Champandongo from “Like Water for Chocolate”

Champandongo is homely in appearance, I’ll admit. If it weren’t for the avocado and basil garnish, I don’t know what this photo would have to recommend it. But take my word for it: what it lacks in good looks, it more than makes up for in taste. And I like its curious name.

Casseroles are not a favorite of mine, but this one works, blending and layering corn tortillas, queso fresco, beef seasoned with mole sauce, and special ingredients like dried pineapple and walnuts (which I substituted for the dried citron in the original recipe). I’d make this recipe again. Tomorrow, even, if I weren’t already planning to eat left-overs of Champandongo. In just the short time I have been typing, I have devoured the serving you see below in the last photo. All right, I ate too quickly. After all the time spent cooking, baking, the interminable time spent trying to get a few decent photos … oh no … I just licked my plate.

Tita, our beleaguered heroine from Like Water for Chocolate by Laura Esquivel, is soldiering on, trying to balance her unrequited love for Pedro with her duties as family cook. “As usual, Tita was crying as she chopped the onion … The steam rising from the pan mingled with the heat given off by Tita’s body. The anger she felt within her acted like yeast on bread dough.” And then the line that gives the novel its title. “Tita was literally ‘like water for chocolate’ — she was on the verge of boiling over.”

In case you are wondering, yes, this is a full-blown romance novel and, no, I can’t put it down, even though this is my second reading.

Champandongo (my version)   serves 6-8

  • 2 tablespoons olive oil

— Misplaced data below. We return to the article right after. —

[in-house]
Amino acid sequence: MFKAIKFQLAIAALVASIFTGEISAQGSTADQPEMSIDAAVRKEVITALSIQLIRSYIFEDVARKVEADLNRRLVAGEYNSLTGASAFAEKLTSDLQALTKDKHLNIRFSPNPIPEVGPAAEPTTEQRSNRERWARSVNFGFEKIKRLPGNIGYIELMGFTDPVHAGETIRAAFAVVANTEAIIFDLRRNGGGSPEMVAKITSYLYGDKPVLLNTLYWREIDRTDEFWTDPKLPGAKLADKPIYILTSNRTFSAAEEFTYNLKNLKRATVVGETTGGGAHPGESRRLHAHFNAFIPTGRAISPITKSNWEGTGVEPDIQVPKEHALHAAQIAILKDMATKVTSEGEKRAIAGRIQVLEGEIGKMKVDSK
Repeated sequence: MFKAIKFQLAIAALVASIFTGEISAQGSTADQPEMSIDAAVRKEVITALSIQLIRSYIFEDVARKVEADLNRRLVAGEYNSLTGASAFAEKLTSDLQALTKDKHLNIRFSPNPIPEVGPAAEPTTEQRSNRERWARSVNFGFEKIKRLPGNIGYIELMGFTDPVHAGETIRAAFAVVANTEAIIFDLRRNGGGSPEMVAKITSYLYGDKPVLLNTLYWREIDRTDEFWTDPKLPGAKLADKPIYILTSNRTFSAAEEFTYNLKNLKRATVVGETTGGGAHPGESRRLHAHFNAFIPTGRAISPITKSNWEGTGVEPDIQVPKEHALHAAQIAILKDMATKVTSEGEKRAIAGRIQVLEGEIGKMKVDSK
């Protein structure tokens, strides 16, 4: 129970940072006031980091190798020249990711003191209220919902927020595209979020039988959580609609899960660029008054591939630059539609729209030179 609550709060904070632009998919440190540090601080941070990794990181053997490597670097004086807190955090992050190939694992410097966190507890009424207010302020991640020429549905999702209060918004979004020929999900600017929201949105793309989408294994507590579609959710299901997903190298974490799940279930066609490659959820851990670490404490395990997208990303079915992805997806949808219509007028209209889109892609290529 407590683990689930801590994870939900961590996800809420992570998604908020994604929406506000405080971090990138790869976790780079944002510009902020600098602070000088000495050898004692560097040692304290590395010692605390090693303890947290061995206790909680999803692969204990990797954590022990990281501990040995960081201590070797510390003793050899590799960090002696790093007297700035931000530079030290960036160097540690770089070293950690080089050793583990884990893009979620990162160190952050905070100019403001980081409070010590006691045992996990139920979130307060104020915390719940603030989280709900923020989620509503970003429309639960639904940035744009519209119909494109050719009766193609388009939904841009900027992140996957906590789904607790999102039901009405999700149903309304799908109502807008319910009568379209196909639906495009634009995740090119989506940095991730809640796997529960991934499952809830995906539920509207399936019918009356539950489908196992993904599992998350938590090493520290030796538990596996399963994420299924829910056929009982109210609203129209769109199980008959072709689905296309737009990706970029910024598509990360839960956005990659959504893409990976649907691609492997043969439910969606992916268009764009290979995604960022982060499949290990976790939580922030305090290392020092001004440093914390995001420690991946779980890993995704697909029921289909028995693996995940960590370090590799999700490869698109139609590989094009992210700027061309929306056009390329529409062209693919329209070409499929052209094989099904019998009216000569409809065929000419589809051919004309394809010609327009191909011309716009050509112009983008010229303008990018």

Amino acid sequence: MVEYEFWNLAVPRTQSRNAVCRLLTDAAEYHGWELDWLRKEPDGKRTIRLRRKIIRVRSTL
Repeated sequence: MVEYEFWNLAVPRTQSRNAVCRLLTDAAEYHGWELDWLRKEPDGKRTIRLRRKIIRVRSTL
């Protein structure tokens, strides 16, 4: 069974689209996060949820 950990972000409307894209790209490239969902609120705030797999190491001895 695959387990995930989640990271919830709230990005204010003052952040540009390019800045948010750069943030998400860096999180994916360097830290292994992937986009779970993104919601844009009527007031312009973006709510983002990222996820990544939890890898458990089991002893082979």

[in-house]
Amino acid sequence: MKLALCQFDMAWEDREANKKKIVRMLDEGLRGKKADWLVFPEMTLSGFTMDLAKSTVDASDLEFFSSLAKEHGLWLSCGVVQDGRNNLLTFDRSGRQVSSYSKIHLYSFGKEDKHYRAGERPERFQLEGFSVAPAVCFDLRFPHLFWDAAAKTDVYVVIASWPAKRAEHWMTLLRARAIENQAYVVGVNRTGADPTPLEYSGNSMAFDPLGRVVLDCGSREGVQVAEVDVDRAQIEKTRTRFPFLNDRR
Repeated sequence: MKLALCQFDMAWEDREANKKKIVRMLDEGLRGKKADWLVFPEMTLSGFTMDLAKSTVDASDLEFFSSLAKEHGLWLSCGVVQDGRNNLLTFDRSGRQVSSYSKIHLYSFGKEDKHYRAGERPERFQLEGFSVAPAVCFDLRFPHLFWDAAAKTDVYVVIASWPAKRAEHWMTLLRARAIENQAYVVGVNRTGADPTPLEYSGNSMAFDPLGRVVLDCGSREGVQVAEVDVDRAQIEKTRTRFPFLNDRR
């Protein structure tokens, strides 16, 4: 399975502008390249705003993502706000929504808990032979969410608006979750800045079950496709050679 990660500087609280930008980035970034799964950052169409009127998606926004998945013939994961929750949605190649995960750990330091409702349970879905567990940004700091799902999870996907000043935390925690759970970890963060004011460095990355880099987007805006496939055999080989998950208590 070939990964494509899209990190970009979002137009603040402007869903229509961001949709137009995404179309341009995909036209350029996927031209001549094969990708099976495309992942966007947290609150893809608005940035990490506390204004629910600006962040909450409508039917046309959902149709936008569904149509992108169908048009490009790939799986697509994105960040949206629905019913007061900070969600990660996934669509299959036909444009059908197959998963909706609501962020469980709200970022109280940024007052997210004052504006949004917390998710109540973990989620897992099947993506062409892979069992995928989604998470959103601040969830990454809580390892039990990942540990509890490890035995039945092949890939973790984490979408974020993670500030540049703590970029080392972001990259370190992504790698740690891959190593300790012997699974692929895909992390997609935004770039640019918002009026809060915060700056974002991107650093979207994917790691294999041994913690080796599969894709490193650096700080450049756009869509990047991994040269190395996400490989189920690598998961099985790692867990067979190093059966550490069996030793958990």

• 1 lb. (scant 1/2 kilo) ground beef chuck
  • 1 onion, chopped
  • 2 tomatoes, chopped
  • 2 cups (7 oz./200 grams) walnuts, chopped
  • 1/4 cup (60 ml.) dried pineapple, chopped
  • 1/4 cup (60 ml.) red or black mole
  • 6 oz. (170 grams) queso fresco (or manchego or Monterey jack cheese), grated or thinly sliced
  • 1 teaspoon cumin (comino)
  • 1/2 cup (120 ml.) beef stock
  • 1/2 teaspoon salt
  • 1/2 cup (120 ml.) sour cream, thinned with milk
  • about 9 corn tortillas
  • extra mole heated and spooned over individual portions (optional)
  1. Heat oil in large skillet over medium-high heat and cook onion and meat.
  2. Add tomatoes, nuts, pineapple, mole, cumin and beef stock.
  3. Stir and simmer 10 minutes over medium heat, being careful mixture does not cook dry.
  4. Add salt to taste
  5. Spread half of sour cream on bottom of casserole dish.
  6. Layer 2 -3 tortillas on cream, cutting to fit if necessary.
  7. Spread 1/3 of meat mixture over tortillas.
  8. Layer 1/3 of cheese over meat.
  9. Repeat layers of tortillas, meat and cheese, ending with remaining sour cream and cheese.
  10. Bake for 45 minutes at 350 F/ 180 C, or until bubbling around edges. Cover with foil if cheese starts to brown.

Notes:

I don’t like leaving you with the desire to make this recipe, yet not having access to the same ingredients I used. The ingredient in question is the mole sauce, something I can buy freshly made here where I live in Mexico, but you will have to do the best you can, most likely shopping for bottled mole. If you live in an urban area with a Mexican grocery store, you are in luck and will have a choice of commercial moles. If the best you can do is shop the Hispanic aisle of the supermarket, look for Doña María brand of bottled mole sauce. It is very thick and you will need to thin it to a spoon-able sauce consistency with water or stock. Doña María is acceptable, but not the real deal. Freshly made moles are superior. If ever there was a reason for moving to Mexico, it would be to buy it fresh.

Mole (pronounced with an accent on the first syllable: MO-leh) is from the Nahuatl word for sauce. There are many different kinds of mole in Mexico, usually designated by their color. Yellow mole, red mole, black, green and more. Moles can include small amounts of chocolate, but not all moles use it. The list of ingredients is endless, with different combinations of dried, ground chiles, seeds, spices, sometimes onion, garlic and tomato.
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